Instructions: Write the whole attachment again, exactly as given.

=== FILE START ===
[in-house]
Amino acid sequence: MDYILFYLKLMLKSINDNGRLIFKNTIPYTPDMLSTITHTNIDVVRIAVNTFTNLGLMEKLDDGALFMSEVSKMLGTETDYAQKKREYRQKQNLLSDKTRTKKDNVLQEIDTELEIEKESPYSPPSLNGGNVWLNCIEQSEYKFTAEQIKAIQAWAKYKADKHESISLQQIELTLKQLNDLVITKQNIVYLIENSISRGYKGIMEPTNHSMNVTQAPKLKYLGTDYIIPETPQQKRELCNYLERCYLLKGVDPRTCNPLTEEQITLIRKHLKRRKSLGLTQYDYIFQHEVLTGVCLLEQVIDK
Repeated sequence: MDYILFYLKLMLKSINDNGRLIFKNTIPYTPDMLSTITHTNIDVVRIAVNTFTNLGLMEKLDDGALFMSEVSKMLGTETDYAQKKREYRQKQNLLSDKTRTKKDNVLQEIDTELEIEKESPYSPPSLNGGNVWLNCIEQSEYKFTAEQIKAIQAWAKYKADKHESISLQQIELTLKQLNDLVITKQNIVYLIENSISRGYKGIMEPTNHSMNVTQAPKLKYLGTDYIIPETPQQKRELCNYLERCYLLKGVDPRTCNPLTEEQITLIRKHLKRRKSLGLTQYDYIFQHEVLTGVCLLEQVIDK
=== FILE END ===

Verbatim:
[in-house]
Amino acid sequence: MDYILFYLKLMLKSINDNGRLIFKNTIPYTPDMLSTITHTNIDVVRIAVNTFTNLGLMEKLDDGALFMSEVSKMLGTETDYAQKKREYRQKQNLLSDKTRTKKDNVLQEIDTELEIEKESPYSPPSLNGGNVWLNCIEQSEYKFTAEQIKAIQAWAKYKADKHESISLQQIELTLKQLNDLVITKQNIVYLIENSISRGYKGIMEPTNHSMNVTQAPKLKYLGTDYIIPETPQQKRELCNYLERCYLLKGVDPRTCNPLTEEQITLIRKHLKRRKSLGLTQYDYIFQHEVLTGVCLLEQVIDK
Repeated sequence: MDYILFYLKLMLKSINDNGRLIFKNTIPYTPDMLSTITHTNIDVVRIAVNTFTNLGLMEKLDDGALFMSEVSKMLGTETDYAQKKREYRQKQNLLSDKTRTKKDNVLQEIDTELEIEKESPYSPPSLNGGNVWLNCIEQSEYKFTAEQIKAIQAWAKYKADKHESISLQQIELTLKQLNDLVITKQNIVYLIENSISRGYKGIMEPTNHSMNVTQAPKLKYLGTDYIIPETPQQKRELCNYLERCYLLKGVDPRTCNPLTEEQITLIRKHLKRRKSLGLTQYDYIFQHEVLTGVCLLEQVIDK